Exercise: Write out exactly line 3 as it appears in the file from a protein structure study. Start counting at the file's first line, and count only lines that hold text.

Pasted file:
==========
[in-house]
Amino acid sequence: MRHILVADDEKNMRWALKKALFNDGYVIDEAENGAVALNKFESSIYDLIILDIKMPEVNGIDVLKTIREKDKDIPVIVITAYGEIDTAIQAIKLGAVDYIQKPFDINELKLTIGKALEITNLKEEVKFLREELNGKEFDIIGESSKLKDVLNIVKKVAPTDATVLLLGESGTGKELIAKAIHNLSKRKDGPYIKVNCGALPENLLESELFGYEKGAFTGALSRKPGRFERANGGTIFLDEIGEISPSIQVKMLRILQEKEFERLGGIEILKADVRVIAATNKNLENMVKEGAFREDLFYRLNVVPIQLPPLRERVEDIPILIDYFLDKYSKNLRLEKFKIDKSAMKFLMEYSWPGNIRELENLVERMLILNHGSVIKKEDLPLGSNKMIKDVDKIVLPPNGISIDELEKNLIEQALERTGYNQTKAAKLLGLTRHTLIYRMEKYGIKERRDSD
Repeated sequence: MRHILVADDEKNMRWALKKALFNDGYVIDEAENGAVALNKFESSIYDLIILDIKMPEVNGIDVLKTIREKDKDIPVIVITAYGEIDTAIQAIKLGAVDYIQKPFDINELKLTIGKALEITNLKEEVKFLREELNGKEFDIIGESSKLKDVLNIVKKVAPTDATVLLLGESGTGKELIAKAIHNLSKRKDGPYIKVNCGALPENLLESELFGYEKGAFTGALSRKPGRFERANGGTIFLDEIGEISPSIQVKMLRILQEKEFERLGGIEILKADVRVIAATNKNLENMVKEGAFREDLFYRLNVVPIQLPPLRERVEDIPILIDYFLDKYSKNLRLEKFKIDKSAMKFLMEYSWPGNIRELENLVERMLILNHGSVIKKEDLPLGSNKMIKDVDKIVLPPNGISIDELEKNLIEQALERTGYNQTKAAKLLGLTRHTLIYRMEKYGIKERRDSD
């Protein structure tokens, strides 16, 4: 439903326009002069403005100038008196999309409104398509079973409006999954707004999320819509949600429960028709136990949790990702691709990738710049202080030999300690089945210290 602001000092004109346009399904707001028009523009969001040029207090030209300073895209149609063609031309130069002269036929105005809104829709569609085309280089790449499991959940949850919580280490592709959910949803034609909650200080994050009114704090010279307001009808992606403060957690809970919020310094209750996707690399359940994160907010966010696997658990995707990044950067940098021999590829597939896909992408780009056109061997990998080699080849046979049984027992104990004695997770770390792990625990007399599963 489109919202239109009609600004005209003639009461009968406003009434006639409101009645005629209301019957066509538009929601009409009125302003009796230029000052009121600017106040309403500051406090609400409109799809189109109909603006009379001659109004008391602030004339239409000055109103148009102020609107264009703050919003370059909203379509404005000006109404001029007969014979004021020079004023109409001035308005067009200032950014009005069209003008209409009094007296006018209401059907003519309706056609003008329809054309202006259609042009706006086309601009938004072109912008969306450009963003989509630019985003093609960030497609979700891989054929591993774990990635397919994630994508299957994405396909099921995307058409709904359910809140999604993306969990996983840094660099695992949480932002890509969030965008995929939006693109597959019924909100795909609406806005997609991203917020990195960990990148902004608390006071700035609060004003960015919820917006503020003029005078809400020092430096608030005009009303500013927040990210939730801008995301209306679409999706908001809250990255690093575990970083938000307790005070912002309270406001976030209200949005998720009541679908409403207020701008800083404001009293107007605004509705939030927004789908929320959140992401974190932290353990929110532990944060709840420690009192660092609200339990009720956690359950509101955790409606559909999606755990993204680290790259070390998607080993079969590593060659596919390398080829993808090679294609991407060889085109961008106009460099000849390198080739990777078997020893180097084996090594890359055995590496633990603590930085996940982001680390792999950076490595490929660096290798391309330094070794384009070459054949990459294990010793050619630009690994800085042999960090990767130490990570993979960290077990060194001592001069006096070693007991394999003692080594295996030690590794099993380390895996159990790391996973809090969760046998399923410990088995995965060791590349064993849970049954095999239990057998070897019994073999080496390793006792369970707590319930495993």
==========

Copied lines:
Repeated sequence: MRHILVADDEKNMRWALKKALFNDGYVIDEAENGAVALNKFESSIYDLIILDIKMPEVNGIDVLKTIREKDKDIPVIVITAYGEIDTAIQAIKLGAVDYIQKPFDINELKLTIGKALEITNLKEEVKFLREELNGKEFDIIGESSKLKDVLNIVKKVAPTDATVLLLGESGTGKELIAKAIHNLSKRKDGPYIKVNCGALPENLLESELFGYEKGAFTGALSRKPGRFERANGGTIFLDEIGEISPSIQVKMLRILQEKEFERLGGIEILKADVRVIAATNKNLENMVKEGAFREDLFYRLNVVPIQLPPLRERVEDIPILIDYFLDKYSKNLRLEKFKIDKSAMKFLMEYSWPGNIRELENLVERMLILNHGSVIKKEDLPLGSNKMIKDVDKIVLPPNGISIDELEKNLIEQALERTGYNQTKAAKLLGLTRHTLIYRMEKYGIKERRDSD